Three Kansas hospitals are among six hospitals once run by a North Kansas City-based company that have filed for Chapter 11 bankruptcy protection.
Two of the three, Horton Community Hospital and Oswego Community Hospital, have closed in the last few weeks. The third, Hillsboro Community Hospital, remains open under the auspices of a court-ordered receivership.
A spokesman for Kansas Attorney General Derek Schmidt said last week that his office is conducting an ongoing investigation into Horton Community Hospital, but he declined to provide details.
All six bankrupt hospitals at one time were operated by EmpowerHMS, which bought up ailing rural hospitals in Kansas, Missouri and other states with the aim of turning them around. Empower until recently was based in North Kansas City, but its office on 1700 Swift Avenue appears to have been vacated.
The other three Empower-run hospitals that declared Chapter 11 bankruptcy – Drumright Regional Hospital, Fairfax Community Hospital and Haskell County Community Hospital – are in Oklahoma.
A seventh Empower hospital, Washington County Hospital in Plymouth, North Carolina, was the subject of an involuntary bankruptcy petition brought by three creditors last month.
Two other hospitals in Missouri once operated by Empower have also run into trouble.
I-70 Community Hospital in Sweet Springs, Missouri, a 15-bed facility, voluntarily shut down last month. The hospital said it planned to reopen, but federal regulators have cut off its participation in Medicare, typically a death knell for small hospitals.
And Fulton Medical Center in Fulton, Missouri, a 37-bed facility, was placed under new management more than a month ago after it missed payroll and defaulted on its bills.
Nearly all the hospitals in Empower’s stable, more than a dozen in all, have encountered similar financial difficulties.
Hillsboro Community Hospital sought bankruptcy protection in Kansas last week. The other five hospitals filed their petitions in North Carolina on Sunday.
It’s not clear why the petitions were filed in North Carolina. The North Carolina bankruptcy lawyer representing the hospitals did not return phone calls seeking comment.
Also unclear is whether the bankruptcy filings on behalf of the now-shuttered Horton and Oswego hospitals are intended to get them reopened or merely mechanisms for erasing their debts.
A Chapter 11 bankruptcy usually involves the reorganization of a company’s business affairs by restructuring its debts and obligations. However, Chapter 11 can also be used as a vehicle to liquidate a company.
Kansas City bankruptcy lawyer Bruce Strauss, who represents Hillsboro Community Hospital, said he was retained by the hospital’s receiver, Cohesive Healthcare Management + Consulting LLC, with the aim of keeping the hospital up and running.
“It’s an effort to try to save a community hospital, an urgent care facility,” Strauss said.
Cohesive Healthcare was appointed in January to run Hillsboro after the hospital defaulted on a $9.6 million loan from Bank of Hays and the bank foreclosed.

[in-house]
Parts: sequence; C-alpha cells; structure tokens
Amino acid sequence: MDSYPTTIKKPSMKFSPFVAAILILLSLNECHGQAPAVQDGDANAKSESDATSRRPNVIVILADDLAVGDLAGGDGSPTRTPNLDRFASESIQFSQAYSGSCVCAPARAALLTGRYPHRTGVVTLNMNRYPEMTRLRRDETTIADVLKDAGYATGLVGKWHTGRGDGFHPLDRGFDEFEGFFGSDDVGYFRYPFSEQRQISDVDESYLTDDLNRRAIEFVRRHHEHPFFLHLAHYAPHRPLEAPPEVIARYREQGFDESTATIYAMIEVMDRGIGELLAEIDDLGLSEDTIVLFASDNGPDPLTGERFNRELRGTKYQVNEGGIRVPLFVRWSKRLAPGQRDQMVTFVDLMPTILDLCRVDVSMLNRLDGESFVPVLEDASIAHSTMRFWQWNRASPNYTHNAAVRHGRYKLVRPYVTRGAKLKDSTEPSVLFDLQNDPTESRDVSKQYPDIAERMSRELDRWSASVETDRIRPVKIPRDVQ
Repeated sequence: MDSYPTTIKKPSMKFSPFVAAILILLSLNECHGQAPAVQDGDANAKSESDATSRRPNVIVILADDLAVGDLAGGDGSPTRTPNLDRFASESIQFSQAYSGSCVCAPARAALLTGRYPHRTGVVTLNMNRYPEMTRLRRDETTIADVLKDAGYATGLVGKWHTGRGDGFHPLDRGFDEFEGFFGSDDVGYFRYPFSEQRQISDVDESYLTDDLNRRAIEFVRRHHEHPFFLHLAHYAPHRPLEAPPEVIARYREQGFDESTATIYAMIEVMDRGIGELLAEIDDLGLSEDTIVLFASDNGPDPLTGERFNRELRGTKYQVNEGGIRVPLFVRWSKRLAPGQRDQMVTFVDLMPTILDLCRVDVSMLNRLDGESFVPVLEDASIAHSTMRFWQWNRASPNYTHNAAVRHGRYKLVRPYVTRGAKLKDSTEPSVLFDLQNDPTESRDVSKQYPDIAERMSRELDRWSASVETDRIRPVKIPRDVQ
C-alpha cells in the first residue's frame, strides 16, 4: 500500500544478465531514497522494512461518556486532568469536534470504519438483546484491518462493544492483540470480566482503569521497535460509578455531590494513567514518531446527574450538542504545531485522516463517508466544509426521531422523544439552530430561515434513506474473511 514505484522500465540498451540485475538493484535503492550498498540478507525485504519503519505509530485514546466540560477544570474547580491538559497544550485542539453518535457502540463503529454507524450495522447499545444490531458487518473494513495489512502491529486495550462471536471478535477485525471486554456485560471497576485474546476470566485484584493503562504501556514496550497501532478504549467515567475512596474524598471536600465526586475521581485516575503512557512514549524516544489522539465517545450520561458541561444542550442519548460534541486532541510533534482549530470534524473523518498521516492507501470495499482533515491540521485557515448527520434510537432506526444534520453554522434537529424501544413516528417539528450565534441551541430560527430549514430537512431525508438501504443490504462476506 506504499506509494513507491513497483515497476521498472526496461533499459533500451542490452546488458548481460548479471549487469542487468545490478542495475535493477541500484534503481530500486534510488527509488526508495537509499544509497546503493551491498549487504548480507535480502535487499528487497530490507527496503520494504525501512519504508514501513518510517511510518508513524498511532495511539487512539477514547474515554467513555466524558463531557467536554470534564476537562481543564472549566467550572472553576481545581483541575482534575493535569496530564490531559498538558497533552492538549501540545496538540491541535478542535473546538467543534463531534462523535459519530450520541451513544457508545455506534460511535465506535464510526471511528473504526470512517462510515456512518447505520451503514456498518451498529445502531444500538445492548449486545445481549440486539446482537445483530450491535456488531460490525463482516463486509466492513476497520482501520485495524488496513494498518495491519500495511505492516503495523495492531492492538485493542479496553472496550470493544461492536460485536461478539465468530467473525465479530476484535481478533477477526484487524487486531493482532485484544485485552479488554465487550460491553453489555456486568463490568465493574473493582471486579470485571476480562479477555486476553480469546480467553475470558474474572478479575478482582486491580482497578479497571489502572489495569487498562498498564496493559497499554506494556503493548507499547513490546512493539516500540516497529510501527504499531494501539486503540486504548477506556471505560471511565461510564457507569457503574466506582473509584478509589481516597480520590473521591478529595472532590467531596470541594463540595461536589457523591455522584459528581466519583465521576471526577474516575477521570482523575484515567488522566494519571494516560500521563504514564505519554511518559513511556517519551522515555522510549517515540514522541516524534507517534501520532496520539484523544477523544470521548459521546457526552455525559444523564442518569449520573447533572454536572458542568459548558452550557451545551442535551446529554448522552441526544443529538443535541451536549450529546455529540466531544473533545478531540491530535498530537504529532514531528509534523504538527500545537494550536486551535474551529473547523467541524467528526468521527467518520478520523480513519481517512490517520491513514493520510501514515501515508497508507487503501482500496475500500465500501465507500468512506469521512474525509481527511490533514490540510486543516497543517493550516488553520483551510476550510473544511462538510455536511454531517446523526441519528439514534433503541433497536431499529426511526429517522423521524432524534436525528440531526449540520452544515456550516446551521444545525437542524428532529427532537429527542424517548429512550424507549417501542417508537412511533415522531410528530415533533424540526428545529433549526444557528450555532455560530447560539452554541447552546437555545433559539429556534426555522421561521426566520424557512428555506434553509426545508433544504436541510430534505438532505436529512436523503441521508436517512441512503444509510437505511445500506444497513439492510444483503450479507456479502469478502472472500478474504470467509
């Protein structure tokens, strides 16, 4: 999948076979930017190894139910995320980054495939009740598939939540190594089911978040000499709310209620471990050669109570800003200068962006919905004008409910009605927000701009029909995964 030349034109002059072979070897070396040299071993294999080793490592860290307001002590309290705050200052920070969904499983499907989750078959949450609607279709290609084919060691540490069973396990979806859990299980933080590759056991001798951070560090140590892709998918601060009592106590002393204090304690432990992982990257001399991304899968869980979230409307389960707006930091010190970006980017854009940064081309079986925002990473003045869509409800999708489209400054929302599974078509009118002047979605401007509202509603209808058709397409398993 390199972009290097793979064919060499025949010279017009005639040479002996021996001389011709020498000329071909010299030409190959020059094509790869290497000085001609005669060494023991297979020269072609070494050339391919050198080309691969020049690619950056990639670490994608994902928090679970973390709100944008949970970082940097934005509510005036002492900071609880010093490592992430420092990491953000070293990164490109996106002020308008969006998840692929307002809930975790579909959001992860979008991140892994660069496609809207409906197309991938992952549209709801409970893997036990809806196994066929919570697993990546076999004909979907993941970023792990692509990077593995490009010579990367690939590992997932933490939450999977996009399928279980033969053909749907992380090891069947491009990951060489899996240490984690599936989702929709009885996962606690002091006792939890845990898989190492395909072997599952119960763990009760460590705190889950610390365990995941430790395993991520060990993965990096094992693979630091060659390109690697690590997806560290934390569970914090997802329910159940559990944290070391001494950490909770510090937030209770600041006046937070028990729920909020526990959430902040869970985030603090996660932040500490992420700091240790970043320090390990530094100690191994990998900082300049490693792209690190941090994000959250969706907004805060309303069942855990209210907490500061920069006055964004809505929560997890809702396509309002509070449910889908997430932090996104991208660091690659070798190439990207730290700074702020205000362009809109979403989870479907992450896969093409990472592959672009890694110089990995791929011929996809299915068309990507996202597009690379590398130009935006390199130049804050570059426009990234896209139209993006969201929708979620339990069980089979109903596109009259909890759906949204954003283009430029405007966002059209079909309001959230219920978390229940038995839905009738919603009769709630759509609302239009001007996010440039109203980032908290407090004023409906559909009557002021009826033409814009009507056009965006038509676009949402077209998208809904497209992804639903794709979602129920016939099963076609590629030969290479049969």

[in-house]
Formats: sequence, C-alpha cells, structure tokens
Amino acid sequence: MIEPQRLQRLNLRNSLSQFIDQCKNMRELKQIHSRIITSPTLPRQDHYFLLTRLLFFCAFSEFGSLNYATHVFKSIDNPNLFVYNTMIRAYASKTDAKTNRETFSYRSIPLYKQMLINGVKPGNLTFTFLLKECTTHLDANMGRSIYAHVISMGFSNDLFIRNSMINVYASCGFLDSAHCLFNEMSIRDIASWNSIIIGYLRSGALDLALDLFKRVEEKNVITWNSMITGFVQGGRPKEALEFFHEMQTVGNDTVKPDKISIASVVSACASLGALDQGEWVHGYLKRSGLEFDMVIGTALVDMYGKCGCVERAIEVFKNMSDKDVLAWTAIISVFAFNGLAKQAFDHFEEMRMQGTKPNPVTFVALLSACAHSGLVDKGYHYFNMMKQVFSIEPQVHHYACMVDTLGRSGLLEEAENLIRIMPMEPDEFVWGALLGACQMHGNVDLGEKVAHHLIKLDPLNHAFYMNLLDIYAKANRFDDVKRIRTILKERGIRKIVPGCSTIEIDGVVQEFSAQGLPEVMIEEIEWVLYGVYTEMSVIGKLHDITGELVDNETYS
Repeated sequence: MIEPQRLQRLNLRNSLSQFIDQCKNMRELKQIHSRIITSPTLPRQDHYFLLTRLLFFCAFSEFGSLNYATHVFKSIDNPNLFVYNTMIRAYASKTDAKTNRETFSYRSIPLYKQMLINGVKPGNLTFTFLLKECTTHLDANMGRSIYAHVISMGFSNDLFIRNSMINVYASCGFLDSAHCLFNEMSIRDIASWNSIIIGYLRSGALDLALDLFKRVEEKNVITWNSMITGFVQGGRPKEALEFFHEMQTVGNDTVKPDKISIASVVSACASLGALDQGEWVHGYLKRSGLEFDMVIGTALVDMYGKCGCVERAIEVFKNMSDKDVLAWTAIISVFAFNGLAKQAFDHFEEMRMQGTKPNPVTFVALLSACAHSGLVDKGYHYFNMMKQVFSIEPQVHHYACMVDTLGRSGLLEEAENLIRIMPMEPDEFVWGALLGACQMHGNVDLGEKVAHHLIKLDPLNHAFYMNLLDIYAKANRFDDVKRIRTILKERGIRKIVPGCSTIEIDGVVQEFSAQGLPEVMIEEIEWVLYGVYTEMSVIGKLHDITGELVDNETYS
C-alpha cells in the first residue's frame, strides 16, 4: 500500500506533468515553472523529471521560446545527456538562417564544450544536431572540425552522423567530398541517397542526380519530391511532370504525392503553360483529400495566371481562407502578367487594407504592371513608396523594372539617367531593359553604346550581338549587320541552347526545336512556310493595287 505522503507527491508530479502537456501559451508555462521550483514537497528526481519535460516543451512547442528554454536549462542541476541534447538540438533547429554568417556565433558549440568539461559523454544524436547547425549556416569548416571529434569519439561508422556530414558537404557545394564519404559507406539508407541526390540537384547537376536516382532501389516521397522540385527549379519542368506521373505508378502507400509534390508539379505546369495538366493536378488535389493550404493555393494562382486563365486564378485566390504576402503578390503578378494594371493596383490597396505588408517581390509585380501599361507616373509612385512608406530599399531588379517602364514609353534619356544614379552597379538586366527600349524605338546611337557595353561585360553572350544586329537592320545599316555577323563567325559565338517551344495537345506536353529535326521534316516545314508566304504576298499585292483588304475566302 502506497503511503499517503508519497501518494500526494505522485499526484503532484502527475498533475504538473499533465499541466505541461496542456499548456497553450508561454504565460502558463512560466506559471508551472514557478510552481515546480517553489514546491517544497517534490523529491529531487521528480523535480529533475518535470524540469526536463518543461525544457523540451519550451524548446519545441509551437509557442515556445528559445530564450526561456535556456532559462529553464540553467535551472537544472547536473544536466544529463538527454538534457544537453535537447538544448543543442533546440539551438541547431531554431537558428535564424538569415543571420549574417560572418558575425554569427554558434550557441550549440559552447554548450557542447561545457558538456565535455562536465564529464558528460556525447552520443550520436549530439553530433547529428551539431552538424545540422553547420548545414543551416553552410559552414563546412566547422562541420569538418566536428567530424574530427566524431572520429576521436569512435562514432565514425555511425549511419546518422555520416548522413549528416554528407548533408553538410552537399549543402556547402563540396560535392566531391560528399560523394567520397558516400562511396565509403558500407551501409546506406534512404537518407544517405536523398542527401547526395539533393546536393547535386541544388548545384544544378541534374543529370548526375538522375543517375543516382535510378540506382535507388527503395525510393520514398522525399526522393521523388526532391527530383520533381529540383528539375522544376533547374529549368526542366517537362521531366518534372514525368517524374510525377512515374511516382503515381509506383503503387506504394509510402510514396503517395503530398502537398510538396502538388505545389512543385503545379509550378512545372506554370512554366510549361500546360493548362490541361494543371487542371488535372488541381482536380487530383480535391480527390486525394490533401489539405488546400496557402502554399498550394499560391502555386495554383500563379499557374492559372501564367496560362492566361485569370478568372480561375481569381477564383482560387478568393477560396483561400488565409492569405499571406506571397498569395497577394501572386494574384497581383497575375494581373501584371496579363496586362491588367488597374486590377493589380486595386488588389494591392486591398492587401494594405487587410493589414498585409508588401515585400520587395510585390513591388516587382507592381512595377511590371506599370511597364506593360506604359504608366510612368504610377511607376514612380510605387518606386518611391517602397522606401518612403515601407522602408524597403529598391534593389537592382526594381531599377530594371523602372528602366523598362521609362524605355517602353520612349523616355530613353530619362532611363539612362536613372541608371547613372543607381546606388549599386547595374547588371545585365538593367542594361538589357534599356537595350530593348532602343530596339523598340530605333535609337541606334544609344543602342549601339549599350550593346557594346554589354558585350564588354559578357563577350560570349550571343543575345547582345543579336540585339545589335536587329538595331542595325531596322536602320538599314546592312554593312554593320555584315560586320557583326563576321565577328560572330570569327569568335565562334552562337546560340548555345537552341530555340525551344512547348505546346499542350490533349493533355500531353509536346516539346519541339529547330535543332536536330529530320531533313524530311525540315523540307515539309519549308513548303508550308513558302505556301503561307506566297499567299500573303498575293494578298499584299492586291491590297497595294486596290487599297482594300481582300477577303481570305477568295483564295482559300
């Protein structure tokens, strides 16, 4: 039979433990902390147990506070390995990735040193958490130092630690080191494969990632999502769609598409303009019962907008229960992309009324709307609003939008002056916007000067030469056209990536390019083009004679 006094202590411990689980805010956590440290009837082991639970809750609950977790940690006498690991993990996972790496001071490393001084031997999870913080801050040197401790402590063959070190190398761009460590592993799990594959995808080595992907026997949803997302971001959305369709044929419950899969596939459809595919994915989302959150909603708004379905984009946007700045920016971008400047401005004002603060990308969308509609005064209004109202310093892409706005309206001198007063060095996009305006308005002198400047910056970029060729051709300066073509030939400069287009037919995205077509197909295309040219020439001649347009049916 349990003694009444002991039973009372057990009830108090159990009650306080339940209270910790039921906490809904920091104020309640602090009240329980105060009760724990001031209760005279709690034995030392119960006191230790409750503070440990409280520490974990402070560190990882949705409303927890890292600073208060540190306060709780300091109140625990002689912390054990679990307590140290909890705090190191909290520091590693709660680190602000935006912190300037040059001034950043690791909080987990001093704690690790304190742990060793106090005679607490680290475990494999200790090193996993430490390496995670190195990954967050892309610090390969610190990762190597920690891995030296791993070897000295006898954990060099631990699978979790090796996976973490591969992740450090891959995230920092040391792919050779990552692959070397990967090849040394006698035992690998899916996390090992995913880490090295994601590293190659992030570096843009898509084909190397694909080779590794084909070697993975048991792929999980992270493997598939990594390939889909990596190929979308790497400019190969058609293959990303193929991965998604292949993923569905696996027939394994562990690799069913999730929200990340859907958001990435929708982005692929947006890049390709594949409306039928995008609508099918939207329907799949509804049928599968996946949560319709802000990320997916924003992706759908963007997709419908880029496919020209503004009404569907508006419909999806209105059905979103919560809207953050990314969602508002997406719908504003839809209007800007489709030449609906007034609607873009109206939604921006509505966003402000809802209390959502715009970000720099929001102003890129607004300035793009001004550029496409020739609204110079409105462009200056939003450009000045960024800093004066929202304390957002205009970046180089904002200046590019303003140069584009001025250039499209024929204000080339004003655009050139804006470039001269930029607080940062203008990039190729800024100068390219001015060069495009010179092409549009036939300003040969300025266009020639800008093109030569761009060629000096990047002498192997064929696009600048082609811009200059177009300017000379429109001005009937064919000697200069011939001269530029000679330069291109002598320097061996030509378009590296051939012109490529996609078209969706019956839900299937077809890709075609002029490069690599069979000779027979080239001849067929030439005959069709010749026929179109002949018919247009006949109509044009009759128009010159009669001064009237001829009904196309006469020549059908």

Strauss said he knew nothing about the other bankruptcy filings in North Carolina.
Lab billing scheme
Bankruptcy court documents indicate that Health Acquisition Company LLC of Kansas City owns an 80 percent interest in the hospitals and HMC/CAH Consolidated Inc., also of Kansas City, owns 20 percent.
Health Acquisition Company, like Empower, is controlled by Florida resident Jorge Perez, who could not be reached for comment.
Last year, the owners of HMC/CAH, James and Phyllis Shaffer of Mission Hills, Kansas, sued Health Acquisition Company, alleging it fraudulently took over a majority interest in the hospitals. The couple claimed Health Acquisition Company then put in place an illegal lab billing scheme designed to pump up the hospitals’ revenues and to enrich Perez and other defendants named in the lawsuit.
The various bankruptcy filings would block the Shaffers from taking action against the hospitals but not against Perez and the other defendants.
“There wouldn't be any direct effect on the lawsuit,” C. Brooks Wood, the Shaffers' attorney, said.
The Shaffers’ allegations are similar to those laid out in a scathing August 2017 audit of Putnam County Memorial Hospital in Unionville, Missouri, which a company tied to Perez took over in late 2016.
The report on the 15-bed hospital by Missouri Auditor Nicole Galloway revealed the hospital had billed out more than $90 million for lab tests in a matter of months after Perez and his associates took control.
The scheme took advantage of the more favorable reimbursement rates for critical access hospitals, a federal designation intended to bolster the finances of small rural hospitals like Putnam Memorial and the other hospitals acquired by Perez.
In a 2017 interview with KCUR and KBIA, Perez insisted the arrangements were perfectly legal, but other health care experts have questioned their legality.
Perez is no longer involved with Putnam County Memorial Hospital; the hospital’s trustees ousted his ownership group in early 2018. Perez later sued the hospital and Galloway, claiming the hospital’s action was illegal and Galloway had overstepped her bounds in auditing a privately owned facility. (Although the hospital was privately owned, Putnam County voters approved more than $7.6 million in general obligation bonds in 2012 to refinance previous revenue bonds and renovate a portion of the hospital.)
The lawsuit is pending, although there has been no activity in the case since June 2018, court records show.
Dan Margolies is a senior reporter and editor at KCUR. You can reach him on Twitter @DanMargolies.